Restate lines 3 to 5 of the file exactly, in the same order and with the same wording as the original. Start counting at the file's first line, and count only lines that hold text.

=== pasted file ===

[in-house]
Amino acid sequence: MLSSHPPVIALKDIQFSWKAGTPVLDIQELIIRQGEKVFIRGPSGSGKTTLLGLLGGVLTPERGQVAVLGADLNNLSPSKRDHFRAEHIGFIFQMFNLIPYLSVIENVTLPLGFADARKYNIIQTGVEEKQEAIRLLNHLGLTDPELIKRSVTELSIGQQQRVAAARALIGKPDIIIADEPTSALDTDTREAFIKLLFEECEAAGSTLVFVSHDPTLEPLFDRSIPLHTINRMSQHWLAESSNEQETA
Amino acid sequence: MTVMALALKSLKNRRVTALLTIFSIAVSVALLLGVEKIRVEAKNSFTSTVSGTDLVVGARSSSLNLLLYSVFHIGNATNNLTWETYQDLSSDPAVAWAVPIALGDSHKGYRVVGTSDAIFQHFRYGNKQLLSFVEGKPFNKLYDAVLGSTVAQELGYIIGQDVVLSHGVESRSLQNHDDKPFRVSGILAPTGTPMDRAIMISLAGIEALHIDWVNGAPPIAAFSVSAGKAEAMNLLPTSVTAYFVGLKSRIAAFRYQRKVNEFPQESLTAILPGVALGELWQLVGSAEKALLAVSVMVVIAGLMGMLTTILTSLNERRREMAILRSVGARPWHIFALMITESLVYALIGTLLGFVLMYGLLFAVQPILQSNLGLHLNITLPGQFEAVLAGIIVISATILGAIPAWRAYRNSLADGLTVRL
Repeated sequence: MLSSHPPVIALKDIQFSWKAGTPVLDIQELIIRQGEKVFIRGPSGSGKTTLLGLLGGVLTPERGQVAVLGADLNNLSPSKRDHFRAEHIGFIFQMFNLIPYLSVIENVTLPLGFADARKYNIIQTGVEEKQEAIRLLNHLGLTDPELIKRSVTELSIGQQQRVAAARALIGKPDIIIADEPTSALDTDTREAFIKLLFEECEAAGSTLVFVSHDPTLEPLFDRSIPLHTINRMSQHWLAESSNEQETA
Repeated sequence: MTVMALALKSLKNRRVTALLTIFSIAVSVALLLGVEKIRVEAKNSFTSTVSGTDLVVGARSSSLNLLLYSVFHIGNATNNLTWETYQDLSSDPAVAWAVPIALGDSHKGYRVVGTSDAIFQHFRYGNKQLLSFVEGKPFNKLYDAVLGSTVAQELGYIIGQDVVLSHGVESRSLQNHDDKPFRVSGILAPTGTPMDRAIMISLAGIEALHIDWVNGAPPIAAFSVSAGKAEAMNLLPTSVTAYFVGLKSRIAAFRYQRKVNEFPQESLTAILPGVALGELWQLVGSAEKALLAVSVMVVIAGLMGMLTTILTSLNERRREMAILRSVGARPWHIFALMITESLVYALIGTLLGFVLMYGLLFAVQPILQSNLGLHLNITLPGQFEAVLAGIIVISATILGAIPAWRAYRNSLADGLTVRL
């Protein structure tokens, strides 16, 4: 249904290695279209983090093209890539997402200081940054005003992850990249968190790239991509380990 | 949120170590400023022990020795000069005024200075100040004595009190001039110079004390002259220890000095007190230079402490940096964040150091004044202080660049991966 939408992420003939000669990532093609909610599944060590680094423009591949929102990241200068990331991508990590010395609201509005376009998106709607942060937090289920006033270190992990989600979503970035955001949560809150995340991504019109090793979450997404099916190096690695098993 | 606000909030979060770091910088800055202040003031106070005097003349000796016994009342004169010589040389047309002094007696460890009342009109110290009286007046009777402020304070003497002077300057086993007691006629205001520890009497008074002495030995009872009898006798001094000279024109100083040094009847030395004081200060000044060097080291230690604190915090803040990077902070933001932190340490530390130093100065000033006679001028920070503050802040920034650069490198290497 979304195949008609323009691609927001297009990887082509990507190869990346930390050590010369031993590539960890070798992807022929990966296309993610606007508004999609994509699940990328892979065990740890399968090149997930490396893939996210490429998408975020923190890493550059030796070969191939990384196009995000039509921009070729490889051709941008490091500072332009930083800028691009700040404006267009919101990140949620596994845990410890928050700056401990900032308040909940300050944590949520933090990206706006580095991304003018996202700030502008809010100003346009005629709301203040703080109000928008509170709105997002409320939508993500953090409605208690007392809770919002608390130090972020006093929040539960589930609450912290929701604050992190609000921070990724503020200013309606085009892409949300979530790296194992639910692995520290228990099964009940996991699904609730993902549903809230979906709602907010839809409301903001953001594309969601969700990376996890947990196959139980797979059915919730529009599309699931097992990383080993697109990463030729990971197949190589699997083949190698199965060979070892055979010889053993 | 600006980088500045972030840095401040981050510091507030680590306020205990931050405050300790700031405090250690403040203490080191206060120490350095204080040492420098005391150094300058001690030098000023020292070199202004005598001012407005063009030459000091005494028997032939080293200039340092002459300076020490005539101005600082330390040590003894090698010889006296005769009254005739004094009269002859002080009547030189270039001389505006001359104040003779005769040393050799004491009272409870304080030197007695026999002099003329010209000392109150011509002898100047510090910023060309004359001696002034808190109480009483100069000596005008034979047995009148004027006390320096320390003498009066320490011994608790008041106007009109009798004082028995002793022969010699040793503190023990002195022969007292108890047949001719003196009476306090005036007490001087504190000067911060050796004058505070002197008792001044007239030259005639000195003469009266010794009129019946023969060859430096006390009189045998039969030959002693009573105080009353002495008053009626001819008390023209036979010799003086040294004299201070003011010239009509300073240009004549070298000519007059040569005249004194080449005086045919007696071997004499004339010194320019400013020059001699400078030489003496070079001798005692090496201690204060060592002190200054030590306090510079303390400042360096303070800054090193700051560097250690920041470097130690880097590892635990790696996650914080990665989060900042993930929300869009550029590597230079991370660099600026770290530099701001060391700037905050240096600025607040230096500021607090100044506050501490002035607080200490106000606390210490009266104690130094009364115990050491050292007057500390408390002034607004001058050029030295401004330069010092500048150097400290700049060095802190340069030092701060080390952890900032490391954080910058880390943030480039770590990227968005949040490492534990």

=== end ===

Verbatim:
Amino acid sequence: MTVMALALKSLKNRRVTALLTIFSIAVSVALLLGVEKIRVEAKNSFTSTVSGTDLVVGARSSSLNLLLYSVFHIGNATNNLTWETYQDLSSDPAVAWAVPIALGDSHKGYRVVGTSDAIFQHFRYGNKQLLSFVEGKPFNKLYDAVLGSTVAQELGYIIGQDVVLSHGVESRSLQNHDDKPFRVSGILAPTGTPMDRAIMISLAGIEALHIDWVNGAPPIAAFSVSAGKAEAMNLLPTSVTAYFVGLKSRIAAFRYQRKVNEFPQESLTAILPGVALGELWQLVGSAEKALLAVSVMVVIAGLMGMLTTILTSLNERRREMAILRSVGARPWHIFALMITESLVYALIGTLLGFVLMYGLLFAVQPILQSNLGLHLNITLPGQFEAVLAGIIVISATILGAIPAWRAYRNSLADGLTVRL
Repeated sequence: MLSSHPPVIALKDIQFSWKAGTPVLDIQELIIRQGEKVFIRGPSGSGKTTLLGLLGGVLTPERGQVAVLGADLNNLSPSKRDHFRAEHIGFIFQMFNLIPYLSVIENVTLPLGFADARKYNIIQTGVEEKQEAIRLLNHLGLTDPELIKRSVTELSIGQQQRVAAARALIGKPDIIIADEPTSALDTDTREAFIKLLFEECEAAGSTLVFVSHDPTLEPLFDRSIPLHTINRMSQHWLAESSNEQETA
Repeated sequence: MTVMALALKSLKNRRVTALLTIFSIAVSVALLLGVEKIRVEAKNSFTSTVSGTDLVVGARSSSLNLLLYSVFHIGNATNNLTWETYQDLSSDPAVAWAVPIALGDSHKGYRVVGTSDAIFQHFRYGNKQLLSFVEGKPFNKLYDAVLGSTVAQELGYIIGQDVVLSHGVESRSLQNHDDKPFRVSGILAPTGTPMDRAIMISLAGIEALHIDWVNGAPPIAAFSVSAGKAEAMNLLPTSVTAYFVGLKSRIAAFRYQRKVNEFPQESLTAILPGVALGELWQLVGSAEKALLAVSVMVVIAGLMGMLTTILTSLNERRREMAILRSVGARPWHIFALMITESLVYALIGTLLGFVLMYGLLFAVQPILQSNLGLHLNITLPGQFEAVLAGIIVISATILGAIPAWRAYRNSLADGLTVRL